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Review: Kingsman: The Secret Service

February 13, 2015

By John Corrado

★½ (out of 4)

Kingsman PosterDirector Matthew Vaughn clearly aspires to reach the level of greats like Edgar Wright and Quentin Tarantino with Kingsman: The Secret Service.  But instead, the filmmaker has firmly planted himself as just another wannabe, delivering an awkward mix of silly spy spoof and sadistic violence, with a sexist cherry on top.

This sure as hell isn’t James Bond, and yet it can’t even reach the level of Austin Powers.  I might be in the minority on this, but Kingsman: The Secret Service is a film that never really gels together and simply didn’t work for me, the sort of time wasting blockbuster fare that we could have just as easily gotten from any too jittery for his own good Hollywood director.

The story is built around the Kingsman, an elite group of English spies, all named after the Knights of the Round Table.  There’s Arthur (Michael Caine), Merlin (Mark Strong) and Galahad, which is the codename for Harry Hart (Colin Firth).  When the time comes for them to find a replacement for the fallen Lancelot, enter new recruit Gary “Eggsy” Unwin (Taron Egerton), a tough teen who knows how to fight and seems like an ideal secret agent.

But no spy movie would be complete without an evil billionaire planning world domination, which this film offers in the lisping form of Richmond Valentine (Samuel L. Jackson), an eccentric tech genius masterminding a despicable plot involving climate change and mind control.  Equally dangerous is lethal henchwoman Gazelle (Sofia Boutella), who does his dirty work with the help of her prosthetic legs, which function as razor-sharp blades.  You get the idea.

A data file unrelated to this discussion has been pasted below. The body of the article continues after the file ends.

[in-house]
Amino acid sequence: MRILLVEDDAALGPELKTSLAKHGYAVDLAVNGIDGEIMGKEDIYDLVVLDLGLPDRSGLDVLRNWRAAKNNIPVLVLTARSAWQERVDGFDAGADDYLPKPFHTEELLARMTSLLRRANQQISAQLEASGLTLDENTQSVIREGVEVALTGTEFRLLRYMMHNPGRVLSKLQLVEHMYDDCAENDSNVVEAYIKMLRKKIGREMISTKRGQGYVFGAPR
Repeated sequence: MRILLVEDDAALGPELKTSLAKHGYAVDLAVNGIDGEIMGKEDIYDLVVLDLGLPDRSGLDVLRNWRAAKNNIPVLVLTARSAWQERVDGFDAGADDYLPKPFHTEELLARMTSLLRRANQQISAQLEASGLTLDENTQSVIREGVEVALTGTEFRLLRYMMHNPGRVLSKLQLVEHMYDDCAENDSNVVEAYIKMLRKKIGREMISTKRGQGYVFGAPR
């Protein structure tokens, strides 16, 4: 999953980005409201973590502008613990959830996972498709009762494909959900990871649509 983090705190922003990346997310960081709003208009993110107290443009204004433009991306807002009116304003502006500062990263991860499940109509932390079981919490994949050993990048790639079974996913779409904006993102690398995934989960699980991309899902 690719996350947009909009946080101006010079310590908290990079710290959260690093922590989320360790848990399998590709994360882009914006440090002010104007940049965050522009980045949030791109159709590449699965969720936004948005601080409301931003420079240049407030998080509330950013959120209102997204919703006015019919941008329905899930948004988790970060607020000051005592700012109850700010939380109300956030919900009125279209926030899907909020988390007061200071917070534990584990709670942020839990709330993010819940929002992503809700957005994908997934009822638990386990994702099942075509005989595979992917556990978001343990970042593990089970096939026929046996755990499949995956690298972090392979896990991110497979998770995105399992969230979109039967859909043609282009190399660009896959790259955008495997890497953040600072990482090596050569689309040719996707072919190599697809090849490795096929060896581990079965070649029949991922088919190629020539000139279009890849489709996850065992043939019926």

By attempting to satirize the spy movies of yore for current audiences, classic James Bond being chief among them, Matthew Vaughn has instead delivered a film that takes the worst tropes of modern blockbusters and video games, borrowing far too heavily from superior sources.  This is all wrapped up in a slick package that will no doubt convince people of finding something worthwhile in the proceedings, but I simply did not find much to enjoy here, despite there being some generally decent scenes.

The characters do have some good interactions together, and there are moments that hint at a better movie.  An early bar fight does boast some clever choreography, and there is a skydiving sequence that is admittedly well done.  But in the end, these moments hardly matter, because there is a sourness to the entire film that overshadows even the most lighthearted scenes.  Many sequences also feel derivative of Matthew Vaughn’s superior previous efforts like X-Men: First Class and the first Kick-Ass, movies that worked for the precise reasons that Kingsman: The Secret Service does not.

I like Colin Firth, and I’m sure he had some level of fun with the role, but his Oscar-winning talents are largely wasted here.  His take on a gentlemanly spy should have been suave and charming, but this character ultimately becomes anything but that, with a thankless turn partway through that is impossible to recover from.  Samuel L. Jackson delivers what is essentially a one-joke performance as the caricatured villain, and it’s kind of embarrassing to watch.  The real star here is Taron Egerton, a relative newcomer who shows great promise, and therefore deserves a better movie.